Example: Erian Li Halan has a 5/10 shield. Any attacks doing 5 or more points of damage will activate the shield, which will block damage from 5 points up to 10; damage over 10 will be inflicted on Erian. So, Erian will take damage from attacks doing 1, 2, 3, 4 or 11, 12+ points of damage.
Because of the preponderance of shields (designed to defend against firearms and energy weapons), a duelling culture has arisen, where swords are the main method of attack. The skill in fighting then is to nick an opponent light enough not to activate his shield, but strong enough and often enough to harm or kill him.
Shield cores are small devices which can be placed in many different receptacles (which must be designed for this purpose). Nobles prefer gilded brooches or amulets, while soldiers prefer belt buckles. Cores are bulky and obvious to all who know what to look for, although some models (dueling shields) are concealable in a small piece of jewellery or wrist watch.
Shields have fusion cells which require occasional recharging. Since they are only activated when field integrity is breached, they are rated by number of hits they can take. Each time a shield blocks damage, mark it; when it takes more hits than it has, its battery is dead and the field is shut down.
The drawback to a shield is that the field only maintains integrity within an inch or so of the body. Thick clothing or armour may destroy that integrity, causing the field to shut down. These things were designed by Second Republicans for sport and play, to accompany fashionable clothing; the know-how to adjust the field range has been lost. Assault and battle shields are exceptions.
Shields are designed to activate for direct impacts in a small area — a bullet, sword point or even an axe blade, for instance. The force field only hardens at the point(s) of impact.
When confronted with a broad-area impact (or energy dispersal), the shield may burn out. The player should roll 13 or less on one d20. If the roll succeeds, the shield works (and will continue to work) as normal. If it fails, the shield will work for this impact only and then burn out for one turn per point blocked. If the roll is a critical failure, the shield burns out immediately (battery dead) and will not even block this impact.
For example, Erian, pursued by thugs, jumps off a tall building, confident that her shield will protect her (such leaps were a common sport during the Second Republic, when medical tech was superb). When she hits the ground, she takes 8 points of damage. The shield perceives a broad area impact, one which it was not designed to function against.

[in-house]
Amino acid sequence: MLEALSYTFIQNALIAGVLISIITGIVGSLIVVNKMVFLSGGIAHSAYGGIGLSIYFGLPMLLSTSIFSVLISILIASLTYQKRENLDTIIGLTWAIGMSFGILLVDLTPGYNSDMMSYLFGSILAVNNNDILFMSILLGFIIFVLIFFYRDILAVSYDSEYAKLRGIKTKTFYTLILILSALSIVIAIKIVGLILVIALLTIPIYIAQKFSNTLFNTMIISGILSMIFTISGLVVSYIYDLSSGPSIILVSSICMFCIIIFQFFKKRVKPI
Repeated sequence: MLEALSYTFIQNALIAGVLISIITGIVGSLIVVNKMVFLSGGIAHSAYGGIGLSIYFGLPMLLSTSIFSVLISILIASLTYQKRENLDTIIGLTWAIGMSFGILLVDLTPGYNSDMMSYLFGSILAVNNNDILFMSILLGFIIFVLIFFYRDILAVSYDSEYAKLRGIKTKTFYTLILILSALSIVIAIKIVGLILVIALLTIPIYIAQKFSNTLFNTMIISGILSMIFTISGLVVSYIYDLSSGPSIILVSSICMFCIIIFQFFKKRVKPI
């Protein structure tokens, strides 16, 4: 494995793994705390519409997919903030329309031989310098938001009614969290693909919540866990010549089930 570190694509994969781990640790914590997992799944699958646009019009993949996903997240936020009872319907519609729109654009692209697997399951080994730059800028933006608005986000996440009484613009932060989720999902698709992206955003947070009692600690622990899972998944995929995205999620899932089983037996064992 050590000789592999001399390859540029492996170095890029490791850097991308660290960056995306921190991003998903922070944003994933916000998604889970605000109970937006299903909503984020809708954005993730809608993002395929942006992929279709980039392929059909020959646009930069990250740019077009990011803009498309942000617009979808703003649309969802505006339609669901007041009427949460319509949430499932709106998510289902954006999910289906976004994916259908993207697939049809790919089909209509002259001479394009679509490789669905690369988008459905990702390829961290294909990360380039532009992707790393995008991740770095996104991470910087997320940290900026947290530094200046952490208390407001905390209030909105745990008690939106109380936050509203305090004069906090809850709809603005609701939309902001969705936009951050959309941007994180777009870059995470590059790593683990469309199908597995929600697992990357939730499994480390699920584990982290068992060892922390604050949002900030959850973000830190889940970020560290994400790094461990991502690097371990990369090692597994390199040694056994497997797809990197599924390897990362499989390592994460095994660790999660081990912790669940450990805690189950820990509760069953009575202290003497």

It marshals all its resources into a broad-area force field. Erian’s player rolls a 14 (she needed 13 or less). The shield works, blocking the damage, but burns out for 8 turns (one for each point of damage absorbed).
Also, when confronted with multiple small impacts from many directions (“et tu, Brute?”), the shield may fail. In this case, it is not the impact but the number of impact points (attacks) which matter: If the number of attacks from different directions exceeds the minimum rating, roll for shield failure as above. This applies to autofire bursts of six rounds or more, which sorely test a shield’s ability to compensate.
Shield Damper: It makes sense that someone would eventually figure out the best way to disable an energy shield. The most common method is a shield damper, a device which sets up a field disturbance on the same vibrational frequency as most energy shields. Since shields were developed from stolen Vautech, few people really understand why and how they work. The frequency is normally invisible to most current tech devices designed to measure energy fields.
When activated, the damper will shut down all energy shields in its area of affect. Different models have different areas (minimum 10 meters, maximum 50 meters). However, the larger the area, the more energy used. Generally, a damper will work for one span, but less if it covers a larger area. After the time is up, it burns out, and exchanging batteries will not make it work again; only a repair session with high-tech tools will do so.
Shield dampers are extremely rare and quite illegal — no noble likes to think they can be assassinated by any common thug with a shield damper. Nonetheless, they are sought out by nobles to use against their rivals. Using a damper on a starship can cause damage to the stardrives or even jumpdrives — penalties for doing so usually involve being tossed from an airlock.
Costs vary, but the average is no less than 1000 firebirds.